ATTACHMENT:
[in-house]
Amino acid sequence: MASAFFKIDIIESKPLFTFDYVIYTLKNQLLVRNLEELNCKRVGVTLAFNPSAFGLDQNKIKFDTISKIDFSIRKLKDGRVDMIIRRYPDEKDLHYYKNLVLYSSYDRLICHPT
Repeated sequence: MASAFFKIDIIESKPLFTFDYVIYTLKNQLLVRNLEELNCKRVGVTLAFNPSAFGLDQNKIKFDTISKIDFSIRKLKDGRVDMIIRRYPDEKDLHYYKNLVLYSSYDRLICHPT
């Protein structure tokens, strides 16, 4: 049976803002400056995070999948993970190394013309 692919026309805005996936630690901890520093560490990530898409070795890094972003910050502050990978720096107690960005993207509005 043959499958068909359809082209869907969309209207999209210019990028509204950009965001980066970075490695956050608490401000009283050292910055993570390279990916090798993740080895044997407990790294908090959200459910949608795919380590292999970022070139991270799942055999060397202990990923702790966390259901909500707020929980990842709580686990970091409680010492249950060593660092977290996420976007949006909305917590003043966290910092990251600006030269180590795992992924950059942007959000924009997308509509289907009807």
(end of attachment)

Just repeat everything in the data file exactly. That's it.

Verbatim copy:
[in-house]
Amino acid sequence: MASAFFKIDIIESKPLFTFDYVIYTLKNQLLVRNLEELNCKRVGVTLAFNPSAFGLDQNKIKFDTISKIDFSIRKLKDGRVDMIIRRYPDEKDLHYYKNLVLYSSYDRLICHPT
Repeated sequence: MASAFFKIDIIESKPLFTFDYVIYTLKNQLLVRNLEELNCKRVGVTLAFNPSAFGLDQNKIKFDTISKIDFSIRKLKDGRVDMIIRRYPDEKDLHYYKNLVLYSSYDRLICHPT
């Protein structure tokens, strides 16, 4: 049976803002400056995070999948993970190394013309 692919026309805005996936630690901890520093560490990530898409070795890094972003910050502050990978720096107690960005993207509005 043959499958068909359809082209869907969309209207999209210019990028509204950009965001980066970075490695956050608490401000009283050292910055993570390279990916090798993740080895044997407990790294908090959200459910949608795919380590292999970022070139991270799942055999060397202990990923702790966390259901909500707020929980990842709580686990970091409680010492249950060593660092977290996420976007949006909305917590003043966290910092990251600006030269180590795992992924950059942007959000924009997308509509289907009807």